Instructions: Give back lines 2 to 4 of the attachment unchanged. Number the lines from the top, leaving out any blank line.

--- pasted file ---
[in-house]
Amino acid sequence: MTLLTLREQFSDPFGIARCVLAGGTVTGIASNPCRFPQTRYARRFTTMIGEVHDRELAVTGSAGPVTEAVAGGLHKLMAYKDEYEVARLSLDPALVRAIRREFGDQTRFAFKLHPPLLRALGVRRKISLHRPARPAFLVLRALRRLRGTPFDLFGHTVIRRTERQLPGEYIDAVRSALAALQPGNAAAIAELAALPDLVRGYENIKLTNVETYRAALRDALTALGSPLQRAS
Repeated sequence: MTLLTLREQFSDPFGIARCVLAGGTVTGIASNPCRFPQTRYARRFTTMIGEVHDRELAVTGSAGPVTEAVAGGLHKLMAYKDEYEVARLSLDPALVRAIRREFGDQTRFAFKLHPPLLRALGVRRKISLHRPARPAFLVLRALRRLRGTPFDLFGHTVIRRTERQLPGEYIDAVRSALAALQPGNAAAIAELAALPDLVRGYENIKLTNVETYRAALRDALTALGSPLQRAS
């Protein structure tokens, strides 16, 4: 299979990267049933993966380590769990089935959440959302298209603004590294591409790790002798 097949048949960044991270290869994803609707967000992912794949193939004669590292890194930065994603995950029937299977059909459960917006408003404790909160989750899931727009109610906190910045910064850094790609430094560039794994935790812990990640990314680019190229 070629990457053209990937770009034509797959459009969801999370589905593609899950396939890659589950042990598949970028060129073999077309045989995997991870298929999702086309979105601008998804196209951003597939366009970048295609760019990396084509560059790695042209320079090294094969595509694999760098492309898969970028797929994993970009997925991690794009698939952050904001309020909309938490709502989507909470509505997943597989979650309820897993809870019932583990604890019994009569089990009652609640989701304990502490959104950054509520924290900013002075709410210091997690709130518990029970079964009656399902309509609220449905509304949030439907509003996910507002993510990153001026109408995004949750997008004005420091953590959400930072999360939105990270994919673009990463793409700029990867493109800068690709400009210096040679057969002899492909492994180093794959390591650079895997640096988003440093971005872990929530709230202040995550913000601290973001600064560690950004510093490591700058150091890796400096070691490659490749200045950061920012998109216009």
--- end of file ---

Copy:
Amino acid sequence: MTLLTLREQFSDPFGIARCVLAGGTVTGIASNPCRFPQTRYARRFTTMIGEVHDRELAVTGSAGPVTEAVAGGLHKLMAYKDEYEVARLSLDPALVRAIRREFGDQTRFAFKLHPPLLRALGVRRKISLHRPARPAFLVLRALRRLRGTPFDLFGHTVIRRTERQLPGEYIDAVRSALAALQPGNAAAIAELAALPDLVRGYENIKLTNVETYRAALRDALTALGSPLQRAS
Repeated sequence: MTLLTLREQFSDPFGIARCVLAGGTVTGIASNPCRFPQTRYARRFTTMIGEVHDRELAVTGSAGPVTEAVAGGLHKLMAYKDEYEVARLSLDPALVRAIRREFGDQTRFAFKLHPPLLRALGVRRKISLHRPARPAFLVLRALRRLRGTPFDLFGHTVIRRTERQLPGEYIDAVRSALAALQPGNAAAIAELAALPDLVRGYENIKLTNVETYRAALRDALTALGSPLQRAS
């Protein structure tokens, strides 16, 4: 299979990267049933993966380590769990089935959440959302298209603004590294591409790790002798 097949048949960044991270290869994803609707967000992912794949193939004669590292890194930065994603995950029937299977059909459960917006408003404790909160989750899931727009109610906190910045910064850094790609430094560039794994935790812990990640990314680019190229 070629990457053209990937770009034509797959459009969801999370589905593609899950396939890659589950042990598949970028060129073999077309045989995997991870298929999702086309979105601008998804196209951003597939366009970048295609760019990396084509560059790695042209320079090294094969595509694999760098492309898969970028797929994993970009997925991690794009698939952050904001309020909309938490709502989507909470509505997943597989979650309820897993809870019932583990604890019994009569089990009652609640989701304990502490959104950054509520924290900013002075709410210091997690709130518990029970079964009656399902309509609220449905509304949030439907509003996910507002993510990153001026109408995004949750997008004005420091953590959400930072999360939105990270994919673009990463793409700029990867493109800068690709400009210096040679057969002899492909492994180093794959390591650079895997640096988003440093971005872990929530709230202040995550913000601290973001600064560690950004510093490591700058150091890796400096070691490659490749200045950061920012998109216009």